The Journey of a Post-Modern Missionary
Finding one's niche in cross-cultural ministry
Richard G. Lewis
Xulon Press, 2006, 165 pp., ISBN 1-60034-011-3
Richard Lewis has been a practitioner, teacher, consultant, and special guest speaker as a cross-cultural missionary for more than 30 years. He is the founder and president of Lewis Cross-Cultural Training, Inc. He has worked with more than 20 mission agencies and schools around the world, specializing in cross-cultural communication and how cultures work. See www.Lewis-Training.com.
Lewis describes the book as a textbook on how God works in the lives of people, using his own life as an example. It is a good one. There is much worthwhile to learn about guidance, ministry, missions, and cross-cultural preparation.
"Finding one's role in life is the greatest quest for all of God's creation." (Introduction)
"Being a missionary is a profession, not a two-week vacation with a purpose. Understand this: if everything is missions, then nothing is missions." (Introduction)
"Never underestimate the power of a praying mother." (20)
Lewis' early life and adulthood was inauspicious. Not a particularly good student and with no real sense of direction or understanding of ministry or his gifts and no mentors, he seems to have stumbled through a series of moderate failures. He got his basic education through trial and error.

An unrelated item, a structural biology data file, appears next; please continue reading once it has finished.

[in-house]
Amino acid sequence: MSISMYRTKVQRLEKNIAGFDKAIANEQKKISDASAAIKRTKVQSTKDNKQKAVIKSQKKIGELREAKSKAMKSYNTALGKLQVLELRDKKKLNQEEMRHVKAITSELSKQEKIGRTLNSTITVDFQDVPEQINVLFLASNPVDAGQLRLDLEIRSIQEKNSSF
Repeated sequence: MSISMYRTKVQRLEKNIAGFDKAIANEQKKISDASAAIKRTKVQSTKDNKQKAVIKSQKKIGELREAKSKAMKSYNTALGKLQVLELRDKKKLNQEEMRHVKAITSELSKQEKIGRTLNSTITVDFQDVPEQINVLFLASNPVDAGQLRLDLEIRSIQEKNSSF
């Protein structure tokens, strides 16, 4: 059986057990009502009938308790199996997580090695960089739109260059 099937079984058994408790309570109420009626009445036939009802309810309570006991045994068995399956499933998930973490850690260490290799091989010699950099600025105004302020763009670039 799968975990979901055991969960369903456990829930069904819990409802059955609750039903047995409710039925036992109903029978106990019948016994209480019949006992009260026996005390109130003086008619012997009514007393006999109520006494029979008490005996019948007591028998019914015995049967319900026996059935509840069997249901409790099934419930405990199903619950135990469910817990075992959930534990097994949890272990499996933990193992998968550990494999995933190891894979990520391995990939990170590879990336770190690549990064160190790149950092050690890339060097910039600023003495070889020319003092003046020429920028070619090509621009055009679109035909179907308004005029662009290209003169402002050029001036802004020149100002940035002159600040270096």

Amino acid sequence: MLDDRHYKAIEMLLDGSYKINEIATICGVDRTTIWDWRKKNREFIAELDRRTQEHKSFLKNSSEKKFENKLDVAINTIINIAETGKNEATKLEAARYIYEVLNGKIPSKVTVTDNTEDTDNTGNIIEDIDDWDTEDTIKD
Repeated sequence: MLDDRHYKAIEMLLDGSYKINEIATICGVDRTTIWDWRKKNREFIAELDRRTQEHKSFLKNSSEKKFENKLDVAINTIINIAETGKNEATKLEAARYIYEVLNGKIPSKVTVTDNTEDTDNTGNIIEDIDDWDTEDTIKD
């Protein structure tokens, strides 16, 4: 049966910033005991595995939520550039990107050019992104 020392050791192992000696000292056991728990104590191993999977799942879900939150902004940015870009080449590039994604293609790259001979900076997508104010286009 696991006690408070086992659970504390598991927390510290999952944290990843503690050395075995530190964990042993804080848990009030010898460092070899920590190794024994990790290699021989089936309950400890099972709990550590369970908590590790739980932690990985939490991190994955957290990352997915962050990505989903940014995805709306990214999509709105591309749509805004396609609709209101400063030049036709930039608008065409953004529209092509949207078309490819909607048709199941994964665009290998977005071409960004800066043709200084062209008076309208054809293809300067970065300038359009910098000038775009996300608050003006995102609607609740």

"No one can really discover their gifts until they do something." (30)
"Most churches remain focused on their congregation and not what God wants for the entire community. As a result, they miss opportunities to accomplish things that are beyond anything they could hope or dream about." (31)
"Sometimes what people say they want doesn't translate into what they will actually accept when change is introduced." "The problem with a church that has history is…it has history." "…stability is oftentimes mere stagnation." (36)
"I am certain that I do not understand the meaning of 'the call of God,' and I doubt that anyone else does either." "…my overriding motivation has been to serve Him in whatever way He wanted. My giftedness and/or the lack thereof have been my guide. No doubt some would argue that I've been walking the line between faith and foolishness, and I would agree--but that line is present in every decision." (46)